• Mitigation — making the impacts of climate change less severe by preventing or reducing greenhouse gas emissions into the atmosphere

In the context of the supply chain:

Adaptation includes: 

  • Reviewing investment into stranded assets. In recent years, the issue of assets devalued or converted to liabilities by operational processes changed by environmental factors, such as climate change and society's attitudes towards it, has become increasingly high profile.

  • The review of suppliers, categories and raw materials in terms of climate change risks. 

Mitigation includes:

  • Long-term — switching to renewable energy and improving emissions efficiency measures.

  • Short-term — the use of carbon offsets to compensate for residual emissions.

  • Emission reduction can also extend to areas such as 

    • procurement (ensuring compliance with science-based targets),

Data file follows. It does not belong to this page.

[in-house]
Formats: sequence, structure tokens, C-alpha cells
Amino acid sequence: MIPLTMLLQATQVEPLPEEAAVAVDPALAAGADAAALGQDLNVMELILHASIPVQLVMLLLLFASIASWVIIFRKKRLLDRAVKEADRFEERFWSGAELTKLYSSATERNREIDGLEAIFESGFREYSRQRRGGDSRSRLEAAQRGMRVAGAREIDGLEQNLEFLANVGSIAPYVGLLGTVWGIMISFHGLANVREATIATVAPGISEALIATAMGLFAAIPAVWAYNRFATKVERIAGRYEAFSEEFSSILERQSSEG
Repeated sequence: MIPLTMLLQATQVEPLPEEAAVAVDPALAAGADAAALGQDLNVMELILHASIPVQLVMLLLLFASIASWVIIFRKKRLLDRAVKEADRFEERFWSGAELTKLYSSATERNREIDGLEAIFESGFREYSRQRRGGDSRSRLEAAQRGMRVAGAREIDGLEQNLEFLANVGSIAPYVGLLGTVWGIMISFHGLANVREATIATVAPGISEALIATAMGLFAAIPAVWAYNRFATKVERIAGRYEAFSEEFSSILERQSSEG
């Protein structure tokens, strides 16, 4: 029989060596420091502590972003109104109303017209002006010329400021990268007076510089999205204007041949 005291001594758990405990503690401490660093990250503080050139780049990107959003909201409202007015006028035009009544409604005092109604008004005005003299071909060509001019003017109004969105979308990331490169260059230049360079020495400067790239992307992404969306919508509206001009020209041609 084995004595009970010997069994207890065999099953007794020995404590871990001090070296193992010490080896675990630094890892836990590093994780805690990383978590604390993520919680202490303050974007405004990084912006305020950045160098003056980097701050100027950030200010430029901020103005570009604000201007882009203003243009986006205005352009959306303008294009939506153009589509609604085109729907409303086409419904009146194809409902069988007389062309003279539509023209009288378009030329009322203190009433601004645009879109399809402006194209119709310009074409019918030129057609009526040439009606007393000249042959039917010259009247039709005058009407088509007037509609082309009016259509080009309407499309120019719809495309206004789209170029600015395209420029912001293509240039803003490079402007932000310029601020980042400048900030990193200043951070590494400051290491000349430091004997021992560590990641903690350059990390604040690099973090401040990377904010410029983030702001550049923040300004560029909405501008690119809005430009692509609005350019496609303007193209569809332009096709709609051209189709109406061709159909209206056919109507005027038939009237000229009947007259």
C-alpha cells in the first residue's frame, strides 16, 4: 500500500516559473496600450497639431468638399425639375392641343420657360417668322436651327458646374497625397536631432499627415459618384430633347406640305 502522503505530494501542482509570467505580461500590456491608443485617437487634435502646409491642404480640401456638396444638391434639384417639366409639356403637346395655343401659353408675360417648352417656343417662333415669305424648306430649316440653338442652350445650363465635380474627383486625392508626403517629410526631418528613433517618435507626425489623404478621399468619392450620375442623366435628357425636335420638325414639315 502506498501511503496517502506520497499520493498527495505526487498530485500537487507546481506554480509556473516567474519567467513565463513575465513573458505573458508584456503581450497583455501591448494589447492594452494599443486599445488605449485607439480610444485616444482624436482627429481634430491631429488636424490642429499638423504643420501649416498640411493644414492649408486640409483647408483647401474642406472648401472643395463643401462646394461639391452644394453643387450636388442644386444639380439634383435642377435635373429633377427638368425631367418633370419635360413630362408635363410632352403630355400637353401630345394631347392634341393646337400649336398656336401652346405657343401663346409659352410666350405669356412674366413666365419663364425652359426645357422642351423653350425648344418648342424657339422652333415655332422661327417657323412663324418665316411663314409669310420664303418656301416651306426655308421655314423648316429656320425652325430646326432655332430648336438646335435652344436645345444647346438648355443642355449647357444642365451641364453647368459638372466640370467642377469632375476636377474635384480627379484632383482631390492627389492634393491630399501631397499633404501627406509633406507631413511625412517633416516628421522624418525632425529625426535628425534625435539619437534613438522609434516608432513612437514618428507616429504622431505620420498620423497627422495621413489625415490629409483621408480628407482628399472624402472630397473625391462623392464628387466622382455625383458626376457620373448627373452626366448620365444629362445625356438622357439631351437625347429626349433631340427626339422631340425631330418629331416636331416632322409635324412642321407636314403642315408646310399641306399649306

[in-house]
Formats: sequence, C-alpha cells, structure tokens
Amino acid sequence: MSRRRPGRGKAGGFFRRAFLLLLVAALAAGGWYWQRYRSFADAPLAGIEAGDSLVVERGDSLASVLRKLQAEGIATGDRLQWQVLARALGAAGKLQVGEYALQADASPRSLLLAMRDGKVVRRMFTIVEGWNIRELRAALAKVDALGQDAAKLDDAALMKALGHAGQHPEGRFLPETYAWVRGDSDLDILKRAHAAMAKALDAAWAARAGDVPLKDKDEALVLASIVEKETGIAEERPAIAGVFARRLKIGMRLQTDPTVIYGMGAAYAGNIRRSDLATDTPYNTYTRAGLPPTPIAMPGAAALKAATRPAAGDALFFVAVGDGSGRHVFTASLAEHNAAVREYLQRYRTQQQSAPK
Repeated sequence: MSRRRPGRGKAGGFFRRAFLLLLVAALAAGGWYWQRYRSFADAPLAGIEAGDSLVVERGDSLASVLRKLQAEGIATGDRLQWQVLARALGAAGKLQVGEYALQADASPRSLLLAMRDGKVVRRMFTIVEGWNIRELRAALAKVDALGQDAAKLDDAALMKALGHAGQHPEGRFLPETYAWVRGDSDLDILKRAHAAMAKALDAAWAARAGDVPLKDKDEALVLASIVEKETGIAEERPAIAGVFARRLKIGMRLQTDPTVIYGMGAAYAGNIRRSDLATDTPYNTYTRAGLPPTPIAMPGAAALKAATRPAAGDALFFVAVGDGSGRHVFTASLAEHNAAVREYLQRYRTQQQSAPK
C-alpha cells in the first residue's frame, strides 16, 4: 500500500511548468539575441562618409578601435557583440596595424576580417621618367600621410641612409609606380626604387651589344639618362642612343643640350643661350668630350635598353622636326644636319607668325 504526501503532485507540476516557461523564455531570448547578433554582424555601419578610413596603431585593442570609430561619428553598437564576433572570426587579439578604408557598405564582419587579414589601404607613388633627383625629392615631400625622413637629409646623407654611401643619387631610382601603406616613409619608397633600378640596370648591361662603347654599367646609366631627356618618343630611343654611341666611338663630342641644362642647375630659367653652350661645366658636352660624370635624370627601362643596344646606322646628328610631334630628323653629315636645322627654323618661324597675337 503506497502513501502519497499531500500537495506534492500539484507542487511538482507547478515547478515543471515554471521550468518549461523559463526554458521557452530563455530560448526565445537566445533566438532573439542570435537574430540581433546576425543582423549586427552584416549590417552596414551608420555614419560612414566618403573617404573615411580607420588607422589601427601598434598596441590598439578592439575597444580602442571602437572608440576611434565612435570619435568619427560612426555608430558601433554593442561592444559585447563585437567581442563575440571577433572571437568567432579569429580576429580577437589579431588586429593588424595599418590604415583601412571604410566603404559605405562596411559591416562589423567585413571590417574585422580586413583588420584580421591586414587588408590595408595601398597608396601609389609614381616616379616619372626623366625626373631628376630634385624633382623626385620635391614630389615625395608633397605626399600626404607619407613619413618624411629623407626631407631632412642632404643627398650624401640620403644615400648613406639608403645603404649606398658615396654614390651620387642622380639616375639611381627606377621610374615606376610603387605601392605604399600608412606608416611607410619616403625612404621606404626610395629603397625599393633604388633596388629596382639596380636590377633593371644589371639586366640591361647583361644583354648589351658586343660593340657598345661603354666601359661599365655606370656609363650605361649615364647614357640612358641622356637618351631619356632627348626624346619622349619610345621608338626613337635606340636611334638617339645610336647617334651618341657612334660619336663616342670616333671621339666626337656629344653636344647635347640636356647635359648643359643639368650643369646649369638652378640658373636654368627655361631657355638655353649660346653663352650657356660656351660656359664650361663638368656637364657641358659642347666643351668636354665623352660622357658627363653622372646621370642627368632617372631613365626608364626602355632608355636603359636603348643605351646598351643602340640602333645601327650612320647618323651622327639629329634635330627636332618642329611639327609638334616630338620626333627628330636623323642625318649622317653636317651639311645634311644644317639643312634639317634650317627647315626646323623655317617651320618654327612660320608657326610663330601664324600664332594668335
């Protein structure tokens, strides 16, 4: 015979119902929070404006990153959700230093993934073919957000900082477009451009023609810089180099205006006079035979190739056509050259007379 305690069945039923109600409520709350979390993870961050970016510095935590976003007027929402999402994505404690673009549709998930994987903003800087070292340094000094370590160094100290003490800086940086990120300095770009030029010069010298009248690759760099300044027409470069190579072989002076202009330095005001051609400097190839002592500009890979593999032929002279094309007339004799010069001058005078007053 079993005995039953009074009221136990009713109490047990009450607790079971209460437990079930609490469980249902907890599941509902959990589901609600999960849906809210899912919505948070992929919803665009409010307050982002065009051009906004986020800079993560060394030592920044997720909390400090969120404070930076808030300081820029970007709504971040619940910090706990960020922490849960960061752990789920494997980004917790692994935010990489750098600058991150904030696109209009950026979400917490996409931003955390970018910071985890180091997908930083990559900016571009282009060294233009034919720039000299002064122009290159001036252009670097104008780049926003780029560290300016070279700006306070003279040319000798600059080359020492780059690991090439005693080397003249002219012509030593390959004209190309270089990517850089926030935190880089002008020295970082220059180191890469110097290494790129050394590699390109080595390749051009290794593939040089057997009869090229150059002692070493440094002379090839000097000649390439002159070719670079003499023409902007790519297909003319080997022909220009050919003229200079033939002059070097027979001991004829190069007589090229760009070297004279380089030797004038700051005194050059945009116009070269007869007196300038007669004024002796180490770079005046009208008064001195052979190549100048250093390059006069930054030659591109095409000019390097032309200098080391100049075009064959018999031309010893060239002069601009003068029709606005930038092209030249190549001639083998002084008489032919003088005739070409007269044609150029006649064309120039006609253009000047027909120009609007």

• logistics — reducing transport emissions. 

For both adaptation and mitigation, there are three types of possible solutions which can be implemented by CSCO’s:

  • Digital — e.g., the application of energy management systems to operations or sensors to understand real-time emissions.

  • Engineering — e.g., investing in on-site renewable energy.

  • Environmental — e.g., investment in tree-planting schemes to offset carbon emissions.

Source: the Sustainability Trends PDF

With CSCO’s favouring digital and engineering solutions, the costs, benefits and long-term impact of each solution are up for their consideration to see how best it can be applied to adaptation and mitigation.

2. Re-use, Recycle

COVID-19 changed the world in so many ways — in the clinical context, the logistics challenges of getting raw materials where they needed to be, when they needed to be there was hugely problematic and it’s prompted a re-think about logistics and also raised the question — how can raw materials be used more efficiently?

The answer? The Circular Economy

  • Digital — e.g., the application of energy management systems to operations or sensors to understand real-time emissions.

  • Engineering — e.g., investing in on-site renewable energy.